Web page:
Ray raced from the No. 6 position before beating Larry Higginbotham in the opening round. Second-round opponent Eric Donovan was unable to make the call after suffering an engine explosion in the first round, while semifinal opponent Marc Caruso slowed to a 4-second pass alongside Ray’s 3.712 at 200.92. Ulsch qualified No. 4, moved past first round unopposed and beat Pro Mod veterans Ray Commisso and Tommy D’Aprile before the final round.
EXTREME PRO STOCK
Elijah Morton (far lane) took the Extreme Pro Stock win over Chris Powers.
Saturday’s rain-out was a letdown for everyone but No. 7 Elijah Morton, who suffered engine damage during Friday qualifying. The full day of downtime between qualifying and eliminations allowed Morton’s crew to drive to their engine builder’s shop in Tennessee, fetch a fresh batch of parts and return to GALOT Motorsports Park to make the repairs. Morton went on to beat No. 8 qualifier Chris Powers on a holeshot, running a 4.04 at 177.56 over Powers’s 4.033 at 177.56 in an unlikely final round.
“My daughter told me you couldn’t start No. 1 if you want a Cinderella story, so we had to start from the bottom and work our way up. I guess this is our little Cinderella story this weekend,” Morton said. “My guys here from Allen Competition Engines drove back to Tennessee to get parts. They’re just great guys. My crew just did a great job this weekend. Plus, this is my home track, so there’s nothing better than coming out and winning in front of your friends and family.”
Morton left his troubles behind in qualifying, as he drove his Morton Brothers Motorsports ’12 Mustang to a 4.056 at 177.09 over a red-lighting John Pluchino and a 4.055 at 177.44 to beat John DeFlorian’s 4.129 at 172.23. On the other side of the ladder, Powers and his Liberty’s Gears ’14 Camaro raced past No. 1 qualifier Jeff Dobbins and J.R. Carr.
PRO EXTREME MOTORCYCLE
Rodney Williford (far lane) got the PXM win over Brunson Grothus.
Pro Extreme Motorcycle rookie Rodney Williford came out of the gate swinging as he rode his nitrous-assisted Williford Racing ’04 Suzuki Hayabusa to a 4.063 at 177.23 in the final round over multi-time PDRA event winner Brunson Grothus and his troubled 7.50 at 57.93. Williford, a star in the Pro Street scene, had never raced a motorcycle with wheelie bars or a big tire before a prerace test session.
“It’s been a crazy week,” Williford said. “I told Ehren (Litten, teammate) he was crazy when he said we’re going to race a turbo bike and a nitrous bike, but it all worked out in the end. It’s like a dream come true. The moon and the stars aligned and we came out with a win at the end of the night. I couldn’t be happier.”
Williford qualified No. 5 in the 16-motorcycle field and charged to 4.0-second passes over Burke Forster, Tommy Saxon and Terry Schweigert. Grothus qualified No. 2 aboard his Indocil Art Hayabusa and was unopposed in the first round before recording a pair of 4.02s to take down defending world champion Travis Davis and Ronnie Smith.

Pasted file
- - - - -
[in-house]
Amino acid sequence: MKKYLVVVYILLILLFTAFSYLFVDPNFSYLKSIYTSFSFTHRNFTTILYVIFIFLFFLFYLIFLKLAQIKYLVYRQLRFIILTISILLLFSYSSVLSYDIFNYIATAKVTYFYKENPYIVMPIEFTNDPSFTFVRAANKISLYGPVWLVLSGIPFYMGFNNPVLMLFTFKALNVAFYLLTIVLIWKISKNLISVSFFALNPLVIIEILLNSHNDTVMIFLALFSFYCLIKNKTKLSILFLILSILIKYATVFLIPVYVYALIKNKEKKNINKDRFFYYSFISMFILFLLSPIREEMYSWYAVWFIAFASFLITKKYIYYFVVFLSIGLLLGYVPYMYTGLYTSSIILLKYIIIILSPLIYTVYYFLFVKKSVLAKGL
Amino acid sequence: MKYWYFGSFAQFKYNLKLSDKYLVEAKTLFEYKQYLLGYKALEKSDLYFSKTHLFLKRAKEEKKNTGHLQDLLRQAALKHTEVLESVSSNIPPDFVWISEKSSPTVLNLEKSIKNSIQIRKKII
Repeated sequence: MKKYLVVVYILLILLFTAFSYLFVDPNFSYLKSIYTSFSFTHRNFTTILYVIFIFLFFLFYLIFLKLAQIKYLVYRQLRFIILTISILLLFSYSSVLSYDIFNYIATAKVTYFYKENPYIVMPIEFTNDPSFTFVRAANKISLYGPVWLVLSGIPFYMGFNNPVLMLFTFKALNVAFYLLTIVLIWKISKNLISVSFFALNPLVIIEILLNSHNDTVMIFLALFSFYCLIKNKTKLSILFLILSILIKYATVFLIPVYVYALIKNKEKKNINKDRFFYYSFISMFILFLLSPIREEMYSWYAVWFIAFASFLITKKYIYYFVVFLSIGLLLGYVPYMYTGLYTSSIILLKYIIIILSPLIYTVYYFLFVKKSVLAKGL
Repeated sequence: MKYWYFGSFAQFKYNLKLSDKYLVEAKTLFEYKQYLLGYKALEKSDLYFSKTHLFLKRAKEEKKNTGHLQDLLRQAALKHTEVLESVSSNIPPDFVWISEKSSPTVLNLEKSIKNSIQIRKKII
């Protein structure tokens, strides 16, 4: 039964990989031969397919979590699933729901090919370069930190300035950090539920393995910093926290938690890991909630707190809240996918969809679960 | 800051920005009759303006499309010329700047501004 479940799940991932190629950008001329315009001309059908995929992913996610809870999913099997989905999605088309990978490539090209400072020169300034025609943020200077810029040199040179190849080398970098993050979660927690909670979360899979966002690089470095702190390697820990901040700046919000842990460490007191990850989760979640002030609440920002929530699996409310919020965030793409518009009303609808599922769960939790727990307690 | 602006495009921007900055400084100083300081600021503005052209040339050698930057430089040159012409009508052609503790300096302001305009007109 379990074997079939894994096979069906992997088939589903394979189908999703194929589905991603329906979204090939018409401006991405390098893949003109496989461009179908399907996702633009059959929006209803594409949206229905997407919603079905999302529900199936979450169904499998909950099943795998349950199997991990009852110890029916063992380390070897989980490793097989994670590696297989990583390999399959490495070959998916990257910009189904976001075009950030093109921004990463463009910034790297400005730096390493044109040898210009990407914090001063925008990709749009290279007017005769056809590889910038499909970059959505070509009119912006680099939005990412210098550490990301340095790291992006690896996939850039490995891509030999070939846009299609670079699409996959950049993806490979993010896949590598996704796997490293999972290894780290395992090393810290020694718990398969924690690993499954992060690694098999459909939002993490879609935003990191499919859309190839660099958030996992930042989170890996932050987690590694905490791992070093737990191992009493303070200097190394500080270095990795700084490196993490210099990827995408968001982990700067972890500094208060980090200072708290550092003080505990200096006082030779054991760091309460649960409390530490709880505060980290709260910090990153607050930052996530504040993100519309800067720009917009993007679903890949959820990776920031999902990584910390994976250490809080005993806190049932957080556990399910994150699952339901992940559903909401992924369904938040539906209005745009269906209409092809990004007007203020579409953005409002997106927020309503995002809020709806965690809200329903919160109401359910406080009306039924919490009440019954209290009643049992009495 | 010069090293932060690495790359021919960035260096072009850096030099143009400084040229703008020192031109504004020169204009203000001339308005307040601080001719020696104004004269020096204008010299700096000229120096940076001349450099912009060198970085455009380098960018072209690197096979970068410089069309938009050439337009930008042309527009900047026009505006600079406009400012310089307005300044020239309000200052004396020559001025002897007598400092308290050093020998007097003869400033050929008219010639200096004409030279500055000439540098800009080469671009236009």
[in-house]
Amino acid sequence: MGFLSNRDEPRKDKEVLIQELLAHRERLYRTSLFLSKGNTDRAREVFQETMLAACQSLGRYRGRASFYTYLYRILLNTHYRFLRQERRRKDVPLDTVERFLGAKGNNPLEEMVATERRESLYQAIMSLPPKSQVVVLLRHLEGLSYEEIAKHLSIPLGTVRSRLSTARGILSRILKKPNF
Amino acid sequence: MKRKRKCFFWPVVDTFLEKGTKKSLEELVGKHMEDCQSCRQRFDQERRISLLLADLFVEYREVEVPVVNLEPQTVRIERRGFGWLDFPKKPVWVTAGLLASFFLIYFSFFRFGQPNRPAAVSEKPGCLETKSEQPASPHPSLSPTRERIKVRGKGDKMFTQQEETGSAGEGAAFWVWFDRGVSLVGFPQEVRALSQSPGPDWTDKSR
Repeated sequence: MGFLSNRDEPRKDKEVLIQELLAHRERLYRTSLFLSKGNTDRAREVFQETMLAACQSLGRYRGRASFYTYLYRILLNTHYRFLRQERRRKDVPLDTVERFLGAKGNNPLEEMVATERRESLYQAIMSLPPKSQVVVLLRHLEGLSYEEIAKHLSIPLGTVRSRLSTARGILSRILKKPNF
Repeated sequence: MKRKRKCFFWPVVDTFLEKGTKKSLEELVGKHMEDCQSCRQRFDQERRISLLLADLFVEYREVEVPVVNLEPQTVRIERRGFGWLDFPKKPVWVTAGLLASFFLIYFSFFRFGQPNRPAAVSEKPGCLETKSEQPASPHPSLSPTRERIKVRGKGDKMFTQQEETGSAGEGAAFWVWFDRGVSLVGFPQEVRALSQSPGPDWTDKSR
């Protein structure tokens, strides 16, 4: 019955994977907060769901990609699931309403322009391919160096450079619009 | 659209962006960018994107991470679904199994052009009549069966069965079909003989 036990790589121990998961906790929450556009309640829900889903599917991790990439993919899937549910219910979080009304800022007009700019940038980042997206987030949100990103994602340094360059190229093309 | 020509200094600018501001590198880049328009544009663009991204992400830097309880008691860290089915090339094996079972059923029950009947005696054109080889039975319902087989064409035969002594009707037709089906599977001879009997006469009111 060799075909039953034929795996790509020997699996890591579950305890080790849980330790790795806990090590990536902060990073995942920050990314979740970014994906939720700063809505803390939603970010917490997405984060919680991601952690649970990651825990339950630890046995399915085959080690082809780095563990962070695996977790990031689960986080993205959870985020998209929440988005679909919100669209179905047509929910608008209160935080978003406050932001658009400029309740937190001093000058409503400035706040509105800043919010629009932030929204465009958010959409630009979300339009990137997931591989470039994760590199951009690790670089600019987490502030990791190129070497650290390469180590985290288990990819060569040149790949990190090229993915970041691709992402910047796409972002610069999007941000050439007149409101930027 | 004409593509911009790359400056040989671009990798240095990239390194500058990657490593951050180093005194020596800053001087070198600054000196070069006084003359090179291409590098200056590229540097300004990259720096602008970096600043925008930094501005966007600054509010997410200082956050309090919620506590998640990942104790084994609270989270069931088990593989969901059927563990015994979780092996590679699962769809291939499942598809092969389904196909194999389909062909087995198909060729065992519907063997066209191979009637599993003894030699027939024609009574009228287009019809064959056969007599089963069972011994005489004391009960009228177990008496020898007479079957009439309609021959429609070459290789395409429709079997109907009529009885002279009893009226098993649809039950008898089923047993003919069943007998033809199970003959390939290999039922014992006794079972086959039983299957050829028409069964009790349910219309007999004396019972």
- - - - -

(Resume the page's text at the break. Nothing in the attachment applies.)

PRO OUTLAW 632
Johnny Pluchino (near lane) took the Pro Outlaw 632 win over Matthew Buck.
Johnny Pluchino, the son of 2016 Extreme Pro Stock world champion John Pluchino, used everything he learned from his father about naturally aspirated, clutch-equipped race cars to score the Pro Outlaw 632 win over Matthew Buck. Pluchino’s ’06 Ford Escort left the line first alongside Buck in Ken Kershaw’s Chassis Engineering-built ’15 Camaro, then Pluchino’s scoreboard lit up first with a 4.265 at 167.68 over Buck’s 4.281 at 165.42.
“We really have to thank (engine builder) Jon Kaase,” Pluchino said. “We got this motor probably 2-3 weeks ago. My dad and I spent nights nonstop putting this thing together, but it’s a bad piece. We’re out here running with these nitrous guys and we’re showing ‘em how to do it.”
OUTLAW 10.5: John Carinci’s striking blue ’04 Corvette quietly reached the semifinals after escaping the first two rounds without an opponent in the other lane, though he popped off a 4.05 and 4.06 in the process. The Canadian driver turned up the wick on his turbocharged entry for the semifinal as he recorded a 3.957 at 200.68 over Joe Newsham’s 4.347 at 136.52. Carinci was unopposed again in the final round when low qualifier Phil Sliskovic’s Camaro left early. Carinci streaked to a 3.965 at 200.38 to take the win.
TOP SPORTSMAN: In Elite Top Sportsman, Donny Urban (near lane) parked his ’06 Chevy Cobalt in the winner’s circle after running a 4.208 on a 4.15 dial-in, while opponent Derrick Brown left the starting line before the tree activated. John Prime earned the Top Sportsman 32 victory over Huston Dial.